Feeds:
Posts
Comments

Posts Tagged ‘Quality’

vide Subramanian Krishnamurthy and Ranganathan Narasimhan

End

Read Full Post »

HTB1_WVlXlxRMKJjy0Fdq6yifFXas

Read Full Post »

An interesting story from James Lawther:

…During the second world war over 60 million people were killed.  That was roughly 3% of the world-wide population.  It was a hazardous time.

Among the hardest hit were the bomber crews.  The Eighth Air Force suffered half of all the U.S. Air Force’s casualties.  The British fared as badly.  The chances of surviving the war as a member of the RAF’s bomber command were only marginally better than even.

If flying bombing raids wasn’t dangerous enough, landing when you returned home was also fraught with danger.  Pilots of the Boeing B-17 Flying Fortress had a series of runway crashes, accidentally retracting the landing gear when they touched down.

…Accident investigators blamed these incidents on pilot (or human) error.  There was no obvious mechanical failure.

It wasn’t only Flying Fortresses that had the problem.  There were stories of pilots of P-17 Thunderbolts and B-25 Mitchells making the same mistake.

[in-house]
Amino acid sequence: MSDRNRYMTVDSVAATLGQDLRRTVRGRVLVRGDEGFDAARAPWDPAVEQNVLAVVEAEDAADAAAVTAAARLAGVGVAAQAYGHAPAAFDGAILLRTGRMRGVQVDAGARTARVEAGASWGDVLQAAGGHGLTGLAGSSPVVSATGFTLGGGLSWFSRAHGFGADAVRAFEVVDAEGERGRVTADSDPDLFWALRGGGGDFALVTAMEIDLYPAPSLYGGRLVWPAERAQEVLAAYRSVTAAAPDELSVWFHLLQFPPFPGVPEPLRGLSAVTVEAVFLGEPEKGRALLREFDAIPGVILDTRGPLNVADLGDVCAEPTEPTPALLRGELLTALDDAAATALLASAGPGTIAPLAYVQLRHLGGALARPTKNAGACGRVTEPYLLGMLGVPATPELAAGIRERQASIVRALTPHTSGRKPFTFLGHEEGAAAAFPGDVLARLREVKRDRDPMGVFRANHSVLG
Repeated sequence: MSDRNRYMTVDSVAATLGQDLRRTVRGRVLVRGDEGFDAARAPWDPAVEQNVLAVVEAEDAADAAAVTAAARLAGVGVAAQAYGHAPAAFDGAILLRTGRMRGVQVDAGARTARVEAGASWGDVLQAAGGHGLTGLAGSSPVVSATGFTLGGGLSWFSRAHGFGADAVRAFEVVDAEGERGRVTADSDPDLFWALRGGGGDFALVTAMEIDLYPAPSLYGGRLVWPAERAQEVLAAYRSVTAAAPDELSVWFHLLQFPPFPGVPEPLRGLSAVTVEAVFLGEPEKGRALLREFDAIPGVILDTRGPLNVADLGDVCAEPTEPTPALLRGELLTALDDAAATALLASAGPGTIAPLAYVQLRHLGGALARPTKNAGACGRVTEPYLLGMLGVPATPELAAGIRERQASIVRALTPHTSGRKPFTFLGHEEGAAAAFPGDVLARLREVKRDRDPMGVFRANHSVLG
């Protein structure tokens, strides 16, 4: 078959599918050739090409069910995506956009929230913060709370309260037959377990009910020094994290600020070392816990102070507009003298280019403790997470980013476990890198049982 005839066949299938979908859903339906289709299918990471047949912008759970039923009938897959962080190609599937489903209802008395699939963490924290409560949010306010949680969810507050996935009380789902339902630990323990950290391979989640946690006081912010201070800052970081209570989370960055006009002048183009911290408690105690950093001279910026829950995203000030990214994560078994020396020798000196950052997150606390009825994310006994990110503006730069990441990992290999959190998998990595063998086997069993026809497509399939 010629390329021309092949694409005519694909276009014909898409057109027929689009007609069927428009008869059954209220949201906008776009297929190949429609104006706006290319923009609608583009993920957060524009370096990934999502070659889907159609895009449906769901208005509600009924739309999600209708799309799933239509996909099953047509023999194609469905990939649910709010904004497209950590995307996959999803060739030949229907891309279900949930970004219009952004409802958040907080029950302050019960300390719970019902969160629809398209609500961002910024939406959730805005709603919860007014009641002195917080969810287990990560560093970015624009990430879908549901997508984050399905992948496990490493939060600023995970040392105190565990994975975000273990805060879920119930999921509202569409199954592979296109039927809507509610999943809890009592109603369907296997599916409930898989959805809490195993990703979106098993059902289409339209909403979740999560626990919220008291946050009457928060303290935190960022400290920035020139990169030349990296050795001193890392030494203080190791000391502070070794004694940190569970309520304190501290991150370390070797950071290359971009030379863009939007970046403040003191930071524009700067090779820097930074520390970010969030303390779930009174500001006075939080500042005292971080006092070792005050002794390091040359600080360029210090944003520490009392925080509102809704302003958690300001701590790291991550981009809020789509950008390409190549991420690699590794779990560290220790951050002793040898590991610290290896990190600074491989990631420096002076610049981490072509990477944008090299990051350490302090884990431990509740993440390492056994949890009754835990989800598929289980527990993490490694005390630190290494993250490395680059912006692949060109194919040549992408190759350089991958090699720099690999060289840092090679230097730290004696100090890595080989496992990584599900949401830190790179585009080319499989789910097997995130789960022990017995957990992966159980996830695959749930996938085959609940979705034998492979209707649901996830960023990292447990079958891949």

Nobody would deliberately retract the landing gear when they were still hurtling across the tarmac.  Why the pilots did so was anybody’s guess.  Perhaps the pilot’s attention wandered when they realized they were almost home.

…The authorities asked Alphonse Chapanis,  a military psychologist to explain the behavior.  He noticed that the accidents only happened to certain planes and not others.  There were thousands of C-47 transport planes buzzing about.  Their pilots never suffered from such fatal inattention.

After inspecting the cockpits of the different planes the cause became clear.  On B-17s the controls for the flaps and undercarriage were next to one another.  They also had the same style of handle.   Pilots who retracted the undercarriage when the wheels were on the ground were actually trying to retract the flaps. They just pulled the wrong lever.

In the C-47 the two controls were very different and positioned apart from each other.

The solution: Once he identified the cause Chapanis developed an equally simple solution.  Circular rubber disks were stuck to the levers for the undercarriage and triangles were stuck to the levers for the flaps.  When a pilot touched the rubber, he felt the difference and the crashes stopped…The pilots were well aware of which lever to pull.  It was “human error” that caused the mistake.  But laying the blame on the pilots wasn’t ever going to solve that.

14268987360_480684fa56_o-400x320

We all make mistakes.  It is in our nature.  Don’t fight it, fix it.

 

End